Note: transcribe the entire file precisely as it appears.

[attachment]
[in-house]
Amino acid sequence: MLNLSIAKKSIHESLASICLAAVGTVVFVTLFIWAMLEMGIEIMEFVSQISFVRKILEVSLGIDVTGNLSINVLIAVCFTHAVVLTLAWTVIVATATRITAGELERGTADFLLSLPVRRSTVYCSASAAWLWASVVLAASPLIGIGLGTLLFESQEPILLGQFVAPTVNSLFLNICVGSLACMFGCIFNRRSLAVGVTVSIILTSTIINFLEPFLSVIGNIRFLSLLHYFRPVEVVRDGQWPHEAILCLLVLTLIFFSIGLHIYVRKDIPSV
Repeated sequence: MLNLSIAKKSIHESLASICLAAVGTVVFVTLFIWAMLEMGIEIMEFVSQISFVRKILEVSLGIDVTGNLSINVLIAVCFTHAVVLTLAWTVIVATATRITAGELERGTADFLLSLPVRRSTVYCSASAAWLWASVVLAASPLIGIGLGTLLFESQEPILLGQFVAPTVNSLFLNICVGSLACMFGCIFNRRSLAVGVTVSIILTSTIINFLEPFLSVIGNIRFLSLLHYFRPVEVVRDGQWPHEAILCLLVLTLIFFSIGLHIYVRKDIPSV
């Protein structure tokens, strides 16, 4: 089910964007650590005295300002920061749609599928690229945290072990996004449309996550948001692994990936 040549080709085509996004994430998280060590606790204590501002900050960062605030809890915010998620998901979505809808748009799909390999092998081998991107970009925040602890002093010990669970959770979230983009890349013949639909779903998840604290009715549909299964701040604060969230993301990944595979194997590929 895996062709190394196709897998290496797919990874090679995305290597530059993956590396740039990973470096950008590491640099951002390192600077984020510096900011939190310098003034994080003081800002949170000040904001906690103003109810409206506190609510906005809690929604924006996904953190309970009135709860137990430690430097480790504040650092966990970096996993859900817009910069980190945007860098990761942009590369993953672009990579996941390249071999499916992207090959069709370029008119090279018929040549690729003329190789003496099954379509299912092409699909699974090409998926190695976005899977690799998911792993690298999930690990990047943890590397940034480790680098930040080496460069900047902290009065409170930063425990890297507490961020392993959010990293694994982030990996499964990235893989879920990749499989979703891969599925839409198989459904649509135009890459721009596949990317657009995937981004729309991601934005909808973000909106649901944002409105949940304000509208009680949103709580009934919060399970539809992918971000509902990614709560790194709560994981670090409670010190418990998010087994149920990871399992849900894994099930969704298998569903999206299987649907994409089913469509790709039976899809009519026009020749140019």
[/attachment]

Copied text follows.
[in-house]
Amino acid sequence: MLNLSIAKKSIHESLASICLAAVGTVVFVTLFIWAMLEMGIEIMEFVSQISFVRKILEVSLGIDVTGNLSINVLIAVCFTHAVVLTLAWTVIVATATRITAGELERGTADFLLSLPVRRSTVYCSASAAWLWASVVLAASPLIGIGLGTLLFESQEPILLGQFVAPTVNSLFLNICVGSLACMFGCIFNRRSLAVGVTVSIILTSTIINFLEPFLSVIGNIRFLSLLHYFRPVEVVRDGQWPHEAILCLLVLTLIFFSIGLHIYVRKDIPSV
Repeated sequence: MLNLSIAKKSIHESLASICLAAVGTVVFVTLFIWAMLEMGIEIMEFVSQISFVRKILEVSLGIDVTGNLSINVLIAVCFTHAVVLTLAWTVIVATATRITAGELERGTADFLLSLPVRRSTVYCSASAAWLWASVVLAASPLIGIGLGTLLFESQEPILLGQFVAPTVNSLFLNICVGSLACMFGCIFNRRSLAVGVTVSIILTSTIINFLEPFLSVIGNIRFLSLLHYFRPVEVVRDGQWPHEAILCLLVLTLIFFSIGLHIYVRKDIPSV
């Protein structure tokens, strides 16, 4: 089910964007650590005295300002920061749609599928690229945290072990996004449309996550948001692994990936 040549080709085509996004994430998280060590606790204590501002900050960062605030809890915010998620998901979505809808748009799909390999092998081998991107970009925040602890002093010990669970959770979230983009890349013949639909779903998840604290009715549909299964701040604060969230993301990944595979194997590929 895996062709190394196709897998290496797919990874090679995305290597530059993956590396740039990973470096950008590491640099951002390192600077984020510096900011939190310098003034994080003081800002949170000040904001906690103003109810409206506190609510906005809690929604924006996904953190309970009135709860137990430690430097480790504040650092966990970096996993859900817009910069980190945007860098990761942009590369993953672009990579996941390249071999499916992207090959069709370029008119090279018929040549690729003329190789003496099954379509299912092409699909699974090409998926190695976005899977690799998911792993690298999930690990990047943890590397940034480790680098930040080496460069900047902290009065409170930063425990890297507490961020392993959010990293694994982030990996499964990235893989879920990749499989979703891969599925839409198989459904649509135009890459721009596949990317657009995937981004729309991601934005909808973000909106649901944002409105949940304000509208009680949103709580009934919060399970539809992918971000509902990614709560790194709560994981670090409670010190418990998010087994149920990871399992849900894994099930969704298998569903999206299987649907994409089913469509790709039976899809009519026009020749140019």